Around the same time, I attended another event that made me mad about Ugandans obsessions with the Western hemisphere. It was the unveiling of contestants for the 2007 Miss Uganda beauty pageant contestants at the Kampala Serena International Conference Centre. Contestants were asked questions regarding their dreams, hobbies and their role models. Out of the 27 girls, only two or three mentioned Uganda role models. The rest mentioned personalities mainly in the United States, such as Oprah Winfrey, Bill Clinton and Michael Jackson. One contestant went as far to state that her dream was to become that first female president of the United States! Did she know it was Ms. Uganda beauty pageant!

Then again, one cannot blame the entrepreneurs, artists or beauty queens from despising the Uganda brand when the heads of state do not serve by example. When our President's family wants to give birth, a presidential jet flies her to Germany because they do not trust Uganda hospitals. The President does not trust Uganda doctors, even though Uganda-trained medical professionals are sought after the world over. The rich send their children Europe or North America for higher education, instead of investing in Uganda's cheaper and world-class public universities. These destinations are also favoured for shopping and vacation by many “well-to-do” Ugandans, even before they visit a neighbouring African country. Now there is a new trend of Ugandan women flying to the United States to have their babies, so that their children become US Citizens and benefit of the riches of this world”! This behaviour does not convince me that our first priority as Ugandans and Africans is pan-Africanism. We do not invest in the beauty of ourselves, exploring our own surroundings and building our continent before we enrich those economies that we worked so hard to build as slaves. We cannot put our roads, garbage disposal and utilities to proper public consumption yet we are quick to feed the pockets of European and American markets. Uganda's President Yoweri Kaguta Museveni is a highly known public proponent of regionalism, yet the main trade route between Uganda and Kenya via Busia border is full of potholes on either side. In the US, which we Ugandans love to imitate so much, “the-haves” rich do not make a name by consuming Ugandan products. They donate to their Alma meters or to non-profit institutions where they can have their names erected on building and held in memorabilia. Conversely, Ugandans prefer to make a name by spending holidays in the west (even in winter), imitating western accents or clamouring for US passports. Should I be surprised that I am despised at most African immigration points I go through with my Ugandan passport while holders of Europeans or North Americans passports go through with ease, most often without visa? So, Wa Ngugi needs to convince me that surely, the people will lead the Pan African struggle and we do not need strong political leaders to steer the wheel.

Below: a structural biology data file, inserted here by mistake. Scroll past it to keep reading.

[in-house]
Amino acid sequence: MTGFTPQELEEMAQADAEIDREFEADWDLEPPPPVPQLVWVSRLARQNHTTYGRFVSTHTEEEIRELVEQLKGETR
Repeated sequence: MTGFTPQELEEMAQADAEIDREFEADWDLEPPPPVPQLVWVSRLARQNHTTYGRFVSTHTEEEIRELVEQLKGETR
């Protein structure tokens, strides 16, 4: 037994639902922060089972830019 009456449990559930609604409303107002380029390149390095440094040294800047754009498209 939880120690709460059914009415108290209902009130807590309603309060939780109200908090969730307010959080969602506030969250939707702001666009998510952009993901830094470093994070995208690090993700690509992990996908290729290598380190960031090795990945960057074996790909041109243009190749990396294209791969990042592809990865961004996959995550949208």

* Doreen Lwanga is African Scholar, Researcher and Activist working in the areas of Pan-Africanism, African security, and Higher education in Africa.